Korea: republic of uncertainty
There is an old saying in the business world that uncertainty is worse than living with bad policies because it sends business onto the sidelines, rather than on the playing field of the economy. It can also apply to the investment sector as uncertainty scares away foreign money.
In this regard, President Lee Myung-bak and his administration have failed, with many economic and financial policies lacking consistency. Of late, there are a couple of cases that have further increased uncertainty here ― the delay of the Financial Services Commission (FSC)’s approval on the sale of Korea Exchange Bank (KEB), the government’s extended profit-sharing scheme and pension funds’ exercising of voting rights.
Among them, the sale of KEB by Lone Star Funds is a case in point. The fund, the largest shareholder of KEB, has agreed to sell its controlling 51.02 percent stake in KEB to Hana Financial Group, but the deal is adrift as the financial regulator has delayed giving its approval.
The U.S. buyout fund’s exit plan hit a snag after the Supreme Court early last month overturned the High Court’s not-guilty ruling for the former head of the private equity fund’s Seoul office. However, what’s behind the postponement was not the court’s decision but political pressure to delay a decision on controversial issues that can deal a blow to President Lee Myung-bak and his administration, which are already reeling from the lame duck phenomenon.
This is not the first time the fund has attempted to sell KEB. In 2007, it inked a deal with HSBC. But every time, the KEB sale has folded as the government has held off approving the deal in the face of growing anti-foreign capital sentiment.
Foreign businesses and investors are puzzled over what’s in financial regulators’ minds. A lot of foreign companies and investors have been frightened by policy inconsistency, which has had an impact on foreign investment coming into Korea.
In domestic policies toward businesses, the Lee administration has also failed in ensuring consistency. Since he took office, Lee has continued to zigzag between growth and distribution, discouraging local conglomerates from making fresh investments.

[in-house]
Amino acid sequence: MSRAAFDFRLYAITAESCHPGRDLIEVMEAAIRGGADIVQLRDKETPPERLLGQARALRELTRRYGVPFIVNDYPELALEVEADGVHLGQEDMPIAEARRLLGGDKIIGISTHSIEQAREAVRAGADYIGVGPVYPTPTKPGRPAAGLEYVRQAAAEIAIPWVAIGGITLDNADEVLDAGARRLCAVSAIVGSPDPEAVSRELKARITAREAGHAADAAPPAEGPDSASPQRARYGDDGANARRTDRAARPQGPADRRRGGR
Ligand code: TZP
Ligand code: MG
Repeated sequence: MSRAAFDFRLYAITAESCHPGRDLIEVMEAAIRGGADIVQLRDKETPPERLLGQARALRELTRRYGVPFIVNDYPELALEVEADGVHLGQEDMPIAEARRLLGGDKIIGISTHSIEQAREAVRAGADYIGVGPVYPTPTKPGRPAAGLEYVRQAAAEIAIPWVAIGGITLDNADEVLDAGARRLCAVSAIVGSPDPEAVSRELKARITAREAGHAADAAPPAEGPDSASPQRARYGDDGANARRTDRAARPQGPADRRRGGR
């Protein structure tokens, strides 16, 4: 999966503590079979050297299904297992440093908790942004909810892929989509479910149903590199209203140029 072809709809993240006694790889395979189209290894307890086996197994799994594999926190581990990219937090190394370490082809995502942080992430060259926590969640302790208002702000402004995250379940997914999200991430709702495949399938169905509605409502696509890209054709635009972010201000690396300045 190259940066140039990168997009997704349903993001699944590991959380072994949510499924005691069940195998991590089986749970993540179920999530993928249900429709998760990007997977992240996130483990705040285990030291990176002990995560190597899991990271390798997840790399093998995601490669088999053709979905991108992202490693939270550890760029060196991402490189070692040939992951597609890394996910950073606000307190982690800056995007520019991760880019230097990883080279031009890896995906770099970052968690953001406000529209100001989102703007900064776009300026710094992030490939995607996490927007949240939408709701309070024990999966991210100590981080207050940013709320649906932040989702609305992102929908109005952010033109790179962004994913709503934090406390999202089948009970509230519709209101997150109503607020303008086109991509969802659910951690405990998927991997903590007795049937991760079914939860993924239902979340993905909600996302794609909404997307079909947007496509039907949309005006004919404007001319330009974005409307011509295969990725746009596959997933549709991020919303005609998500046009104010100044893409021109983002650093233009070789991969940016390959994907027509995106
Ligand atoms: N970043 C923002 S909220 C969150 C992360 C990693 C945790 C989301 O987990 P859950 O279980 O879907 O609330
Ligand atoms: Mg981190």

In the first half of his tenure, President Lee introduced a number of policies in favor of large businesses, including weak won policies during the global financial crisis. But with his presidential term turning into its second half in 2010, he tipped the balance in favor of smaller firms and the working class by unveiling his vision to create the so-called fair society.
Former Prime Minister Chung Uhn-chan, who currently serves as chairman of the Commission for Shared Growth for Large and Small Companies, suggested in February that larger corporations share part of their profits with their subcontractors under an extended profit sharing system.
In another attempt to check chaebol, Kwak Seung-jun, the chairman of the Presidential Council for Future and Vision, proposed in April that the NPS should take the role of a corporate watchman and be more active in appointing CEOs of firms where it has a stake.
Remarks by Lee’s aides have received mixed responses but they have created stirs in the business and political arenas and raised more questions on the stance of the Lee administration. What have made businesses more uncomfortable is that such remarks came without coordination between Cheong Wa Dae and the government, which has further escalated business uncertainty here.
As a result, local chaebol are sitting on cash reserves shunning investments. According to the LG Economic Research Institute, the average ratio of cash and cash equivalents to total assets for Korean companies reached 10.2 percent in April, well above the world’s average of 9.6 percent.
President Lee and the government should remember that business activities can abound only when policies maintain consistency and minimize uncertainty. In a similar vein, Korea’s financial regulator should make efforts to make rules more lucid in order to attract more inbound investment.
People often think that deregulation is getting rid of regulations but giving specificity is another kind of deregulation and it can give greater predictability. Much of the need for deregulation stems from the need for greater transparency and eliminating uncertainties and ambiguities.